Points in Focus Photography

Really Right Stuff BH-55 Ballhead Review

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Tripod heads aren’t lenses, or cameras, there aren’t any easy benchmarks that can be used in an effort to objectively determine which is better or worse. Sure, you can objectively measure performance characteristics, such as torque resistance and weight, however the resulting numbers don’t always tell the whole picture, or even a necessarily accurate one. Instead, I think finding the right tripod head is about finding the head, and the right options, that’s the right fit for you as a photographer.

Consider the Really Right Stuff BH-55. By the published numbers, as given in the table below, the BH-55 isn’t even close to being the best ballhead in the class I’ve compared it. By the numbers, it’s the heaviest ballhead in the group, and has the second lowest rated load. By the numbers, I’d be a fool to switch from my Arca-Swiss Z1 to a BH-55. In practice, the BH-55 works better for me than the Z1 on a number of fronts—and it also appears to outperform my Z1 as well even if the numbers say it shouldn’t.

Build and Weight

The Really Right Stuff BH-55 isn’t the smallest or lightest ball head in its class—however you might define its class. This historically was the point where I dragged out some load to weight ratio and talked about how great or bad the head is for having such a good or poor load to weight ratio. I don’t really see a point in that anymore, even more so after actually testing the torques my BH-55 and Z1 could resist.

Ball-headRated LoadWeight
LbsKgLbsG
Arca-Swiss Z113260~1.5~690
Markins Q20110501.2555
Arca-Swiss B190411.7772
Acratech Ultimate Ballhead2511.40.72327
Kirk BH-150231.9850
Really Right Stuff BH-5550231.9862

So what can I say about weight? At 1.9 lbs. (864g) the BH-55 is heavier than any of the other heads on my list, and 25% heavier than the Arca-Swiss Z1 it replaced for me. Okay, so what? In practice, the difference isn’t especially meaningful. On the end of a Gitzo GT-3530LS tripod, both the BH-55 and Z1 shift the balance to the head end of the tripod. In a blind test, I don’t think I could tell the difference between the two by weight alone. Strap the tripod to a backpack and the weight difference is even less meaningful.

The BH-55’s socket and primary housing is finished with a slightly textured matte black coating. I like the slight texture a little more than the smooth finish of my Z1. The ball on the BH-55 is a very smooth matte silver color.

Unlike most ballheads, the BH-55 has two-drop notches instead of one. The two notches are set 45° to either side of the front-back axis. Since I use L-plates on my cameras, for me the drop notches are little more than a way to angle the camera up or down by more than the 45° allowed by the normal limitations of the socket.

Looking at the front of the BH-55 with the tripod head either of the two drop notches.
Looking at the front of the BH-55 with the tripod head either of the two drop notches.

In practice, I’m not sure how I feel about the dual drop notches. Since I use L-Plates, I hardly ever use them to actually allow me to take the camera to a vertical orientation. I want to say something like, “But since they’re not centered, it’s not as easy to simply point the camera down beyond 45-degrees.” However, since I had to run my Z1 with the notch facing the rear to get the tension/lock knob on the left side, I always had to rotate the Z1 180° to tilt the camera forward beyond 45° anyway. In the end, I don’t have a problem with them, though I can see how someone else might.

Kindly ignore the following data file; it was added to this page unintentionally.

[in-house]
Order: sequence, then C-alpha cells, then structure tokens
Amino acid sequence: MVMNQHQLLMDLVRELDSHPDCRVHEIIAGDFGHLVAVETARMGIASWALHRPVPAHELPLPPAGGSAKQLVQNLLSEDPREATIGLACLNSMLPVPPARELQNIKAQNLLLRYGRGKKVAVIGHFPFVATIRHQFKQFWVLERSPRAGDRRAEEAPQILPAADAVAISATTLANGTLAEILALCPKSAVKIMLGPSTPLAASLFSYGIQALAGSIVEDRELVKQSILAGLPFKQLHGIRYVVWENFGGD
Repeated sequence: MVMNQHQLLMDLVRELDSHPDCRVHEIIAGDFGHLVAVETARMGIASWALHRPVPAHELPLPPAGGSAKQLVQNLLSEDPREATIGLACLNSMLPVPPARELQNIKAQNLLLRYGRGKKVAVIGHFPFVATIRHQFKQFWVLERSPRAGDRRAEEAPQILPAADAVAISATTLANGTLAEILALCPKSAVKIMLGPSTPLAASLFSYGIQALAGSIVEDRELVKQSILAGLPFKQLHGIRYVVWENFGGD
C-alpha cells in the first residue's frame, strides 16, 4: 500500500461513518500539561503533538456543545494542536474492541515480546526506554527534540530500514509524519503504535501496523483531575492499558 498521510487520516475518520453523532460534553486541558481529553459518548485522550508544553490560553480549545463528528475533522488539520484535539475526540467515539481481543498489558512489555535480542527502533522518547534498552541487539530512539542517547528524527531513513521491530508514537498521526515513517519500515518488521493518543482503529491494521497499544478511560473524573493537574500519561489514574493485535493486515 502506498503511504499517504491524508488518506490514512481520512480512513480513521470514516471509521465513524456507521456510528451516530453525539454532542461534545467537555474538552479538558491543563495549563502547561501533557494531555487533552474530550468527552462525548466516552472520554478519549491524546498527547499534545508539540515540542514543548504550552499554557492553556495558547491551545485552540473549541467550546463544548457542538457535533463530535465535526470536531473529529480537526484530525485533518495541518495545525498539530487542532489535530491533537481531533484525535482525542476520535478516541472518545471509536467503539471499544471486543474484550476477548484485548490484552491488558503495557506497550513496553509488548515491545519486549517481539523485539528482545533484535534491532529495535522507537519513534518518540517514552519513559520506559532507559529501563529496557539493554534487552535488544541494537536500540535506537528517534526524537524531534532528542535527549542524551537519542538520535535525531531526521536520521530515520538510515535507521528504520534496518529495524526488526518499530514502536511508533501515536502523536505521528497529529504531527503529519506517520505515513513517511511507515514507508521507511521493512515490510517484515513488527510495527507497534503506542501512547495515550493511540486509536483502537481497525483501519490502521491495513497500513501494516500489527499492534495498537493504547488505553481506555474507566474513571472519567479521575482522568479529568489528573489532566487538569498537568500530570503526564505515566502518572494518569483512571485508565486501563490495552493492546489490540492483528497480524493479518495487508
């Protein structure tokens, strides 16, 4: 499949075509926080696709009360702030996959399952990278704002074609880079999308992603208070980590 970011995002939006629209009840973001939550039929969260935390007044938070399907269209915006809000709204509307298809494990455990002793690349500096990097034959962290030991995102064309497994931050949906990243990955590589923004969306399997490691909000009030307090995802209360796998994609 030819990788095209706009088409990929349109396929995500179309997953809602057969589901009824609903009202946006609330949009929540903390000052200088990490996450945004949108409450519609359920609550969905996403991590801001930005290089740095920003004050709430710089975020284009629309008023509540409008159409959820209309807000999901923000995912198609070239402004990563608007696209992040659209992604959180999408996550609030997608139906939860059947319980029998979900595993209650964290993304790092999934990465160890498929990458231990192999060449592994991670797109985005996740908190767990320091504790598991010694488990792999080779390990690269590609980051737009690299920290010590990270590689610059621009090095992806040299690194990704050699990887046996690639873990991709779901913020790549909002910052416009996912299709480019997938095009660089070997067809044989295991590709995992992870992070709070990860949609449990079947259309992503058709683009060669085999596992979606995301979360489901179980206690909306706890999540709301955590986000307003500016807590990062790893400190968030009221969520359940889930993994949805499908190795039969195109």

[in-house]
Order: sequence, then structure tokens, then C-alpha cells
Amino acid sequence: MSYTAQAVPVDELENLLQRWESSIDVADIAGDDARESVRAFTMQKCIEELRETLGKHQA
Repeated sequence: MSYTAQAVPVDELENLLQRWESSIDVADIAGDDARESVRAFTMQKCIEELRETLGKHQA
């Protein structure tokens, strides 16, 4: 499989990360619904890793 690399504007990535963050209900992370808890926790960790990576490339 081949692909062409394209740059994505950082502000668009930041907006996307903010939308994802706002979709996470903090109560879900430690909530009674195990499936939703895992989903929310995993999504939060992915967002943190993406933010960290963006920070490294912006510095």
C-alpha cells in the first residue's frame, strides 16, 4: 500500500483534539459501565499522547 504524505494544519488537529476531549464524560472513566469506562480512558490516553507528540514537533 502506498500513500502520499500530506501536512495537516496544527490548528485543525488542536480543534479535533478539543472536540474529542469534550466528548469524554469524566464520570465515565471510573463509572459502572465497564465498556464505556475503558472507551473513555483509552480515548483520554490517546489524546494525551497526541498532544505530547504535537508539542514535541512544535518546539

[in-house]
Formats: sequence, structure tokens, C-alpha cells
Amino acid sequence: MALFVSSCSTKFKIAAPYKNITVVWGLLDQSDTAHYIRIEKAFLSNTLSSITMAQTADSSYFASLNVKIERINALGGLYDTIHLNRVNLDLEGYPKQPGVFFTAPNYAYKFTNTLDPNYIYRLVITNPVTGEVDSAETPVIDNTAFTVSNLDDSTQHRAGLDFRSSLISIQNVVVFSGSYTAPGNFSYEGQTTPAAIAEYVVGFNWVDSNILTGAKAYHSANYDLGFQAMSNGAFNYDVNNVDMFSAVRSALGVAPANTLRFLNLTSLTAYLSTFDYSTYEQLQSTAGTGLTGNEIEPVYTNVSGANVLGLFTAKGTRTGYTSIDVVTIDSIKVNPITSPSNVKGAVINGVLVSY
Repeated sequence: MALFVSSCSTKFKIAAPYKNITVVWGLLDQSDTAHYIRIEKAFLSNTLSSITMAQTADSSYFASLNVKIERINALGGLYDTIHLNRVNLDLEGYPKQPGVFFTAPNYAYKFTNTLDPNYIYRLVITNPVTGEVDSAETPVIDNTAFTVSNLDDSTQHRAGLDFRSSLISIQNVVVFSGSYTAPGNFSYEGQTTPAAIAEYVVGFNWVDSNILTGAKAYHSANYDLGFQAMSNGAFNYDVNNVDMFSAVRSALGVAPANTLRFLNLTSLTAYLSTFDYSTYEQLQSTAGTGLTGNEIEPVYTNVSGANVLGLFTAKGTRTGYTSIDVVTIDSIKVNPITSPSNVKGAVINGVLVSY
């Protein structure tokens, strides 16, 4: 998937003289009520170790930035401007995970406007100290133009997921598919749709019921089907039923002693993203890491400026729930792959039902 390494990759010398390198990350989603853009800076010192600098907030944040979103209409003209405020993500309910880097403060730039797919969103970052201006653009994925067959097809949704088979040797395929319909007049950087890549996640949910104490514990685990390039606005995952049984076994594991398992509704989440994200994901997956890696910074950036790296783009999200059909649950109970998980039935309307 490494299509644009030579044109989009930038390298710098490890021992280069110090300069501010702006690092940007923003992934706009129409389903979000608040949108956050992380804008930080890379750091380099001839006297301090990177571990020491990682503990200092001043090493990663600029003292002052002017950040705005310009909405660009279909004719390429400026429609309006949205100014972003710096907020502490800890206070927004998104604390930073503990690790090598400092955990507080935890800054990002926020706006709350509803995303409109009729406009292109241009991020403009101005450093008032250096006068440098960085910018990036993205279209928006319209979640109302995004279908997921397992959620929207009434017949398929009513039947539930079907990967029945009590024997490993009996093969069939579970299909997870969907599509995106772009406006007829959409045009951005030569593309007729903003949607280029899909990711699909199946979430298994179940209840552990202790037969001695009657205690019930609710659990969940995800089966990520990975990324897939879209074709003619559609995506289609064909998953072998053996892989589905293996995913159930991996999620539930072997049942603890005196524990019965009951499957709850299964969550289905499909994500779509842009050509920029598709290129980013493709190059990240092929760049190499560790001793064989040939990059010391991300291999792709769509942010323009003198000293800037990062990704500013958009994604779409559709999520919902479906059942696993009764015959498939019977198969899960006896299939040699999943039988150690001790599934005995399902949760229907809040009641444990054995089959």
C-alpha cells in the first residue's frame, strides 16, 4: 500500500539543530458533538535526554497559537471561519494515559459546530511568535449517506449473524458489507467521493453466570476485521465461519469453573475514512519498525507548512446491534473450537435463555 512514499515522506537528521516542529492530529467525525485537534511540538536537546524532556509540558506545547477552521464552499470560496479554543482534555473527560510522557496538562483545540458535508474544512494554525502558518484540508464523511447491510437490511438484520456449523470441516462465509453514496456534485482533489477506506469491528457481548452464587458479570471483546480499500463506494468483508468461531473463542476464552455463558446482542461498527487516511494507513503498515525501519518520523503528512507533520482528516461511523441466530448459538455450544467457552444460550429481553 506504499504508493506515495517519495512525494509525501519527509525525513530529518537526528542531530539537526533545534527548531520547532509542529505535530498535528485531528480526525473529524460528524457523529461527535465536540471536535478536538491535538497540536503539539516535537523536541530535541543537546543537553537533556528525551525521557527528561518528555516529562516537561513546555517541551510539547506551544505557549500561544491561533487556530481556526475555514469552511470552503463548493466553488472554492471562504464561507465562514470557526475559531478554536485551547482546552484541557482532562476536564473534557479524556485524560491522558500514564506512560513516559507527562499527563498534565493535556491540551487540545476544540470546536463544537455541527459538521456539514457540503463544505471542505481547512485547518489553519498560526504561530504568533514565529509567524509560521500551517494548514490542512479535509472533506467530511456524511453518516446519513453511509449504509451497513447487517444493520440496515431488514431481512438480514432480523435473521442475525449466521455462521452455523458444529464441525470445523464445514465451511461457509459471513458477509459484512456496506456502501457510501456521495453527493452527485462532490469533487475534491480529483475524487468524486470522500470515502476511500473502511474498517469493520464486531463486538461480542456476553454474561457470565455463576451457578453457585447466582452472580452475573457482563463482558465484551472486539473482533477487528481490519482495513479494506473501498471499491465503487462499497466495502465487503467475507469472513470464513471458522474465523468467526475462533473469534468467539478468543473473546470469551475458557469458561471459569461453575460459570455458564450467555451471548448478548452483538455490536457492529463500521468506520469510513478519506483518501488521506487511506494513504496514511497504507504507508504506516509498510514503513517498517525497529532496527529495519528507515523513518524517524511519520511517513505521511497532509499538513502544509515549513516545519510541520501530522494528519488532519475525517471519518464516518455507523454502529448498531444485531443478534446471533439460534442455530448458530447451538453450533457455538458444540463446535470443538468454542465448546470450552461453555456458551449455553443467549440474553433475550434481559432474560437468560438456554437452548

Controls and Usability

Really Right Stuff designed the BH-55 around separate controls for each of the main functions; ball lock, ball drag, and pan lock. All 3 of the control knobs are textured for grip, and have a texturing so they can be operated easily without looking.

The main control knob is the largest in diameter, as well as being located to the left side (when looking towards the drop notches), and has 3 separate sets of ridges.

The left side design of the lock knob is, in my opinion, the best choice from a usability perspective. With this configuration, you can use your lens hand to release and lock the head, without having to reach around the head for the knob.

The BH-55’s lock knob is optimized for quickly locking and unlocking the ball. As a result, there’s virtually no way to use the lock knob to adjust drag on the ball. Locking and releasing the ball requires only about a quarter of a turn on the lock knob, though it can be tightened down or loosened further. No more than a full turn is ever required, if that to insure the ball is locked fully.

The ball lock knob on the BH-55 is large, easy to grip, and distinct in size, location, and texture.
The ball lock knob on the BH-55 is large, easy to grip, and distinct in size, location, and texture.

There are two basic ways to use a ballhead, the right-drag method, and the unlock-adjust-relock method. I’ve always unlocked the ball before I adjust the camera, and then relocked the ball when I have the camera pointed where I want it. With that in mind, the fast action of the BH-55’s lock knob works really well in this respect.

One thing I’m always on the lookout for with ballheads is how accurately the lock the ball without shifting the image. Arca-Swiss’s claim with the Z1, that I used previously, was that aspherical ball would increase the drag as the camera was leaned over. In theory that sounds great if you’re a right-drag kind of user, since as the weight shifts more off center, the torque it applies to the ball increases, and so the ball has to resist more torque to keep the same feel for the drag.

In practice, I found that more often than not the drag didn’t increase enough to counter the increased torque from the off-center load to keep the apparent drag consistent. However, the real problem I had with the Z1 was that there was a small but noticeable shift in composition. I always attributed that to the aspherical ball, though I’ve certainly seen a similar effect in cheap ballheads as well.

The 55mm diameter spherical ball of the BH-55 has almost no shift when it’s locked down. If anything, the lack of shift in the head, and the stability of the head when locked down, really demonstrates how much play exists in the typical camera—both in the battery grip to camera body and camera to lens joints.

The secondary controls on the BH-55 are the smaller knobs on the opposite side as the main lock knob and consist of the drag set knob (top) and the pan base lock (bottom).
The secondary controls on the BH-55 are the smaller knobs on the opposite side as the main lock knob and consist of the drag set knob (top) and the pan base lock (bottom).